Young People’s Advisory Group

October 2019: We are currently recruiting new members for our Young People’s Advisory Group

We are currently seeking young people in school years 9-12, who are interested in learning more about ethics, mental health, and policy, to join our YPAG – a team that meets regularly through the year to share their ideas and opinions about topics and research that impact the lives of people like them. If this might be of interest to you, please read on for more information about what group membership involves, and how to apply to join.

Why do you have an YPAG?

We think teenagers should have the opportunity to get involved in the decision-making about larger issues that may affect their lives, including public policy and research. We value our YPAG members’ thoughts and experiences and view them as co-participants in the design and implementation of our studies. Together we hope to create research products that have a large impact on young people’s lives.

What does a meeting look like?

The main purpose of the meetings is to collaborate with and advise researchers on their projects. All academic activities are designed in a way that will be engaging and accessible for young people. Meetings also include games and icebreakers to help us get to know one another and work well as a group.

The group participates in the implementation of research studies, including recruiting participants, elaborating and testing interview questions, and conducting on-line surveys and face-to-face interviews. We also discuss research design and ideas that are relevant to our work, including concepts related to ethics and mental health.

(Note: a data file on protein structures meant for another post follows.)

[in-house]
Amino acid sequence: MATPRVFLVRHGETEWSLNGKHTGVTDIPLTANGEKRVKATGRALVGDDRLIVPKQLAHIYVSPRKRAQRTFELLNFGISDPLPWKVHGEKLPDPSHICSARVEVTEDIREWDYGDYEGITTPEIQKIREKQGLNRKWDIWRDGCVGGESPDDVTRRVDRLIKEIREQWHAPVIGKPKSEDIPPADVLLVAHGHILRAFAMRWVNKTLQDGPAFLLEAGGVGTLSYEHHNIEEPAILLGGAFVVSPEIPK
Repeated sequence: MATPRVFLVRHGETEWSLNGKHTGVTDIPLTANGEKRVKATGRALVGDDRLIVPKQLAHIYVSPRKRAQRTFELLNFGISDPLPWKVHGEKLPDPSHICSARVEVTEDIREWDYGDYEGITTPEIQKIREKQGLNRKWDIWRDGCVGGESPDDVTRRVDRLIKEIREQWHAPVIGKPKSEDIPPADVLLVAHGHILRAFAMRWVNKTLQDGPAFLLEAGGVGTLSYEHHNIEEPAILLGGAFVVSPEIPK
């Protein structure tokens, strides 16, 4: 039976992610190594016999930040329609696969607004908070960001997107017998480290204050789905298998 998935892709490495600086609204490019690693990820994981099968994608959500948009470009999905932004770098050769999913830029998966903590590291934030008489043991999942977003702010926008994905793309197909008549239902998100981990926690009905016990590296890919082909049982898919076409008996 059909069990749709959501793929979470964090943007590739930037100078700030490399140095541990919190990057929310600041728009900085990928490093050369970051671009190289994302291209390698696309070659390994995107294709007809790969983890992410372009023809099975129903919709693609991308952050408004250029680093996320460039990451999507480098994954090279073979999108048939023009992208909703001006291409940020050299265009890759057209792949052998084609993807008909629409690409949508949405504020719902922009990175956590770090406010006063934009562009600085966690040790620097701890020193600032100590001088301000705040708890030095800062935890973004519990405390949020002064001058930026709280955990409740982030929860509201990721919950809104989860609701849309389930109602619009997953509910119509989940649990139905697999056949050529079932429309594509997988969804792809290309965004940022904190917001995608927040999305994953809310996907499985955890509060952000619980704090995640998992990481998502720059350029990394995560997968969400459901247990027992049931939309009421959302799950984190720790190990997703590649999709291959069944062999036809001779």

The group further helps us develop educational materials and innovative, digital methods to get close to teenagers’ attitudes and experiences, including apps and games.

Finally, there is space for reflection on the meaning and applied value of research results, and the group helps disseminate results to the general public.

Where do the meetings take place?

Meetings are normally held on Saturdays in central Oxford.

What do YPAG members gain from it?

YPAG members have a chance to learn about mental health, ethics, and the process of doing research. They also have the chance to interact closely with researchers who are doing cutting-edge work in their field. The group may also help participants develop important skills, such as the ability to work in a team. Most importantly, YPAG members help us ensure that young people’s voices are heard and engaged throughout the research process.

What previous YPAG members have said

“It is actually a very good and meaningful group, allowing us young students to be involved in discussions about ethical, and mental health issues in the society.”

“The YPAG is something I am very proud to be part of: I have learned a lot; got to know people from different schools and backgrounds; and valued having my say with matters I have personal links to.”

“I love being able to discuss ethical issues in detail, which develops thought processes that would not normally be used at school. It has provoked me to think about things in a different way.”

Do YPAG members get paid?

Each participants receive a £25 Amazon voucher as a thank you for each half-day meeting attended, and we reimburse travel expenses. Lunch and refreshments are provided during meetings.

Who is behind the NEUROSEC YPAG?